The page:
For the first time, researchers are tracking by satellite a
group of “tropical oceanic” killer whales, a type rarely seen and
almost a complete mystery to scientists.
Observers with Cascadia Research
locate a group of four tropical oceanic killer whales, including
this male, near Hawaii. They were able to attach satellite tags to
three of them.
Photo by Aliza Milette
Researchers from Olympia-based Cascadia Research were in Hawaii,
on the final day of a 15-day research cruise to study marine
mammals, when they encountered four killer whales offshore from
Kona. They were the type of orca known to roam the open ocean, but
rarely seen by human observers.
In fact, in 14 years of research work in Hawaii, Cascadia’s
Robin Baird said he has encountered these tropical killer whales
twice before. Others have seen them on occasion, but sightings are
few and far between.
This time, on Nov. 1, Baird’s crew was able to obtain samples of
skin for genetic work, which will help determine how closely these
whales are related to other orcas throughout the world. The crew
also attached satellite transmitters to three of the four
Satellite tracks show the orcas
moving north and west over the past two weeks. (Click to enlarge
Map by Cascadia Research
Two of the transmitters are still transmitting nearly two weeks
later, and Baird hopes at least one will continue working for
several more weeks. In warmer waters, the barbed “tags” tend to
fall off sooner than in Northwest waters, Robin told me. As you can
see from the map, the whales first moved west, then north, then
west again. As of the latest plot this morning, they were west and
slightly south of Kauai.
By coincidence, two underwater photographers captured video and
still photos of these killer whales around the time the Cascadia
crew was in the area off Kona. Deron Verbeck and Julie Steelman
told KHON-TV that the experience was the pinnacle of their career.
(See video below.)
Although Nov. 1 was the last official day of the Cascadia
cruise, researcher Russ Andrews and several others went back out on
Saturday to find the four killer whales. They spotted three other
orcas with them. During the outing, they observed predation on a
thresher shark, something that photographer Verbeck also
Among the tropical oceanic killer
whales near Hawaii, this adult female swims with a young whale.
Notice the dark coloration of the saddle patch near the dorsal
Photo by Robin W. Baird
These tropical oceanic killer whales are smaller than the
familiar resident and transient killer whales of the Northwest,
Robin Baird explained. Instead of a white “saddle patch” near the
dorsal fin, these animals have a gray, almost black patch that is
difficult to see.
These are not the “offshore” killer whales that roam miles of
the West Coast, but generally stay on or near the continental
shelf, Robin told me. Still, it will be interesting to see if the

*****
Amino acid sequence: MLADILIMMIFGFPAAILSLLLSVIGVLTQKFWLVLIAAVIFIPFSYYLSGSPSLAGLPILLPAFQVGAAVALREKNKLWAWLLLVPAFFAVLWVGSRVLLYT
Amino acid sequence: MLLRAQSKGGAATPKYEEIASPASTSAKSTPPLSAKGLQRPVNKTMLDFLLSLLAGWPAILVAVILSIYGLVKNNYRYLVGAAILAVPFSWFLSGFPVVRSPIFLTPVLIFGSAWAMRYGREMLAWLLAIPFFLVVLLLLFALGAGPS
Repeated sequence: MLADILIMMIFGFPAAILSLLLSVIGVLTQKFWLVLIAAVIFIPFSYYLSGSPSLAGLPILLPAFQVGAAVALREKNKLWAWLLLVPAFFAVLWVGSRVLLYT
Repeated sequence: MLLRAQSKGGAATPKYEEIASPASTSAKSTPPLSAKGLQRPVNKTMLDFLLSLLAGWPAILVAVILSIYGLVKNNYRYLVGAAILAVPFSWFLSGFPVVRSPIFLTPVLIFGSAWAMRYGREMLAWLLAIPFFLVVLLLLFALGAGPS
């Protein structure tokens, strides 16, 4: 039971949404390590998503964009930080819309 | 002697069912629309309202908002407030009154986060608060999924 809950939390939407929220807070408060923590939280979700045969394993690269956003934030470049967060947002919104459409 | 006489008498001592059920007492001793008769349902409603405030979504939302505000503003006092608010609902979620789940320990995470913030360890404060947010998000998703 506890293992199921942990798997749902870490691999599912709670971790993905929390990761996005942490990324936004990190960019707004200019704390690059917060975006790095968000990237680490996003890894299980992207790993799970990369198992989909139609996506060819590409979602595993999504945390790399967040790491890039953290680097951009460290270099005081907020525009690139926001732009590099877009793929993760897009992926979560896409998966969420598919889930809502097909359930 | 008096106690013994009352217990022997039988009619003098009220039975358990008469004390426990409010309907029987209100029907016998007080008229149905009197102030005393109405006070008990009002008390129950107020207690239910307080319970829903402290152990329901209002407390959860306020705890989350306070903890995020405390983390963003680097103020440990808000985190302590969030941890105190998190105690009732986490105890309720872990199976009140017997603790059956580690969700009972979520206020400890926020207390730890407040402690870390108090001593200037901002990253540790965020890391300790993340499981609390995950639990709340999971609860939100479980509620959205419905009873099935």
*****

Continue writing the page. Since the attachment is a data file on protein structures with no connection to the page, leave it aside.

tropical oceanic orcas are closer genetically to the offshores,
which are known to eat sharks.
We do know the Southern Resident orcas, which frequent Puget
Sound, specialize in eating salmon, particularly chinook. But Robin
says whales feeding in the open ocean probably don’t encounter
enough of any one prey type to be so specialized. Considered
generalists, they have been known to eat squid, sharks, dolphins
and occasionally larger whales.
Some of the killer whales seen off
Hawaii had remoras, also called sucker fish, attached to them.
Experts say this is not unusual for tropical marine
Photo by Annie M. Gorgone
Robin says little is known about how they group together,
because the number of photo identifications is small. Generally,
the groups are five or less. The groups are likely to be families,
including a female and all her offspring. This is the same type of
matriarchal society found in other orca groups, although in some
orca societies — such Southern Residents — one matriline often
joins with others.
Robin says just about everything learned about their travels is
new, “from short-term movement rates, habitat use, and — if the
tags stay on for a while — how often they may visit island-habitats
(and) whether they cross international boundaries.”
In addition to Robin Baird and Russ Andrews, the research crew
on the trip included Daniel Webster, Annie Douglas and Annie
Gorgone, all from Cascadia; Amy Van Cise from Scripps Institution
of Oceanography and several volunteers.
Even before the killer whale encounter, the cruise was
considered successful, Robin said. Twelve species of marine mammals
were encountered, and satellite tags were deployed on six species,
now being tracked. More than 40,000 photographs were taken, some of
which are shown on
Cascadia’s Facebook page or the project
page on Cascadia’s website.
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